|Protocol to the African Charter on Human and Peoples' Rights on the Rights of Women in Africa|
|Type||Human rights instrument (women)|
|Drafted||March 1995 (Lome, Togo)|
|Signed||11 July 2003|
|Effective||25 November 2005|
|Condition||Ratification by 15 nations of the African Union|
|Depositary||African Union Commission|
|Part of a series on|
|Violence against women|
|Sexual assault and rape|
|International legal framework|
The Protocol to the African Charter on Human and Peoples' Rights on the Rights of Women in Africa, better known as the Maputo Protocol, is an international human rights instrument established by the African Union that went into effect in 2005. It guarantees comprehensive rights to women including the right to take part in the political process, to social and political equality with men, improved autonomy in their reproductive health decisions, and an end to female genital mutilation. It was adopted by the African Union in Maputo, Mozambique, in 2003 in the form of a protocol to the African Charter on Human and Peoples' Rights (adopted in 1981, enacted in 1986).
Following on from recognition that women's rights were often marginalised in the context of human rights, a meeting organised by Women in Law and Development in Africa (WiLDAF) in March 1995, in Lomé, Togo, called for the development of a specific protocol to the African Charter on Human and People's Rights to address the rights of women. The OAU assembly mandated the African Commission on Human and Peoples' Rights (ACHPR) to develop such a protocol at its 31st Ordinary Session in June 1995, in Addis Ababa.
A first draft produced by an expert group of members of the ACHPR, representatives of African NGOs and international observers, organised by the ACHPR in collaboration with the International Commission of Jurists, was submitted to the ACHPR at its 22nd Session in October 1997, and circulated for comments to other NGOs. Revision in co-operation with involved NGOs took place at different sessions from October to January, and in April 1998, the 23rd session of the ACHPR endorsed the appointment of Julienne Ondziel Gnelenga, a Congolese lawyer, as the first Special Rapporteur on Women's Rights in Africa, mandating her to work towards the adoption of the draft protocol on women's rights. The OAU Secretariat received the completed draft in 1999, and in 2000 at Addis Ababa it was merged with the Draft Convention on Traditional Practices in a joint session of the Inter African Committee and the ACHPR. After further work at experts meetings and conferences during 2001, the process stalled and the protocol was not presented at the inaugural summit of the AU in 2002.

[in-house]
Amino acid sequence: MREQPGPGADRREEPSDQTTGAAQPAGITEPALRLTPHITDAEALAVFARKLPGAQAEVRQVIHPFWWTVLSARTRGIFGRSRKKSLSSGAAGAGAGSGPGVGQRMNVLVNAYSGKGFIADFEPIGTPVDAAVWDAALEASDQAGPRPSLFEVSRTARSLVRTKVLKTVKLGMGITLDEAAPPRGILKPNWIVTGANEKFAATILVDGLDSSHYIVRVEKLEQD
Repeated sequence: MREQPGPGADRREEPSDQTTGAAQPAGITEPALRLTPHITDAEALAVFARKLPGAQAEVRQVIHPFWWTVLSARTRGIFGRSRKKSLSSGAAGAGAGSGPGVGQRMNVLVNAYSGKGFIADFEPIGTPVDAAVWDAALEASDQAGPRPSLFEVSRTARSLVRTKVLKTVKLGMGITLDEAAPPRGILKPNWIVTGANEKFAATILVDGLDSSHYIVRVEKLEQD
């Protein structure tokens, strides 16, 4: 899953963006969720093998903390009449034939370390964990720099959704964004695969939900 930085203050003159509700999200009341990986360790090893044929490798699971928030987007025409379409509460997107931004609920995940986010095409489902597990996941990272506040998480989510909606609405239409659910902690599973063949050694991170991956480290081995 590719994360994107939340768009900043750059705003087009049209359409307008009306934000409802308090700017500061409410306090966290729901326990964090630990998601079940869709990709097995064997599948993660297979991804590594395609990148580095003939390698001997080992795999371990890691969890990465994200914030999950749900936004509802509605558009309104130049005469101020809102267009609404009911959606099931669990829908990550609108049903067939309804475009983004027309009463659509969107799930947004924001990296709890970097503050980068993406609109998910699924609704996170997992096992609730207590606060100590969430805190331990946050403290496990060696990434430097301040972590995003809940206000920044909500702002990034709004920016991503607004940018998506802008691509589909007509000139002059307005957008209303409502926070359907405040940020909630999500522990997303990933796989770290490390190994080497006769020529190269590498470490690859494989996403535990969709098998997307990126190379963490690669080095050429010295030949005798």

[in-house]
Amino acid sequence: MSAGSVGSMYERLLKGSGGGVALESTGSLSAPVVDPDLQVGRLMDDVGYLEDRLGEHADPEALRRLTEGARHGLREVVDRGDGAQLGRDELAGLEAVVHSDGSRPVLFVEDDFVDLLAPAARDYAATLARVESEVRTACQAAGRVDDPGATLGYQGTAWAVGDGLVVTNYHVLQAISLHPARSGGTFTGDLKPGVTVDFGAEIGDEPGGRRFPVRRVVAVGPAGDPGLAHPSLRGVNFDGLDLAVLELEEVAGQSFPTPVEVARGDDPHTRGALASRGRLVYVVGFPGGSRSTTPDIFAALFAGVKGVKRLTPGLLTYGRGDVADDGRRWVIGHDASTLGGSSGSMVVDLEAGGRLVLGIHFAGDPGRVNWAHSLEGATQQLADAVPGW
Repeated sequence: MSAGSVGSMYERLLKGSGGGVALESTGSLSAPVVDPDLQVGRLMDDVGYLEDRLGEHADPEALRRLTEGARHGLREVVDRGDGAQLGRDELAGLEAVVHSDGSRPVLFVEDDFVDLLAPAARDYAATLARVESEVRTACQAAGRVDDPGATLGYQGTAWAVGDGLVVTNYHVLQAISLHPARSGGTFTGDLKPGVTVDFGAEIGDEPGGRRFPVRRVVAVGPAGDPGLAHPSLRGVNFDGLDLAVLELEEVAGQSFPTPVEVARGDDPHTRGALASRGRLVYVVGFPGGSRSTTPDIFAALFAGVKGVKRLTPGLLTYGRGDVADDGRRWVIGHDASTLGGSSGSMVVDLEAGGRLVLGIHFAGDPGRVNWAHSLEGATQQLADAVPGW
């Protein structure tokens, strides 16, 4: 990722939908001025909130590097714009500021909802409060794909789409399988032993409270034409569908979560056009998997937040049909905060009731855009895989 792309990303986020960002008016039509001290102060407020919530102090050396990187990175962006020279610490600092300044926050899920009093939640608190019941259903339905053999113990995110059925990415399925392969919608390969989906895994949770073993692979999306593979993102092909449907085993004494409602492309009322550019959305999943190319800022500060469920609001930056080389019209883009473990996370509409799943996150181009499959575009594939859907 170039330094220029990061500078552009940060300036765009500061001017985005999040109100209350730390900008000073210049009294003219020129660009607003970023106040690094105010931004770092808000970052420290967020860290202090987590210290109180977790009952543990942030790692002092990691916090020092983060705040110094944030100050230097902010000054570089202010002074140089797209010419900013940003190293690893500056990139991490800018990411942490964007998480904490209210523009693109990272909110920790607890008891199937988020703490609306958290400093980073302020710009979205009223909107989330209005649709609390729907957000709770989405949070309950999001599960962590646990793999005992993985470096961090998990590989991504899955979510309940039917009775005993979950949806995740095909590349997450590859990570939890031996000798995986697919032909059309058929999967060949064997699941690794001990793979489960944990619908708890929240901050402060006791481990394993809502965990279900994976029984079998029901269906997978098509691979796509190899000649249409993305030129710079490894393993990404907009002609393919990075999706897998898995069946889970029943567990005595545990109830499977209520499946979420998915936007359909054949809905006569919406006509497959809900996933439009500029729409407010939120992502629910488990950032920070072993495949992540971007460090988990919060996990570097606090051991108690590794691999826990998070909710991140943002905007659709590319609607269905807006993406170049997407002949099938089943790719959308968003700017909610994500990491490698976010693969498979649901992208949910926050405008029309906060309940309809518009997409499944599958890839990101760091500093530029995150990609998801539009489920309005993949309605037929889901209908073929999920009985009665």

In early 2003, Equality Now hosted a conference of women's groups, to organise a campaign to lobby the African Union to adopt the protocol, and the protocol's text was brought up to international standards. The lobbying was successful, the African Union resumed the process and the finished document was officially adopted by the section summit of the African Union, on 11 July 2003.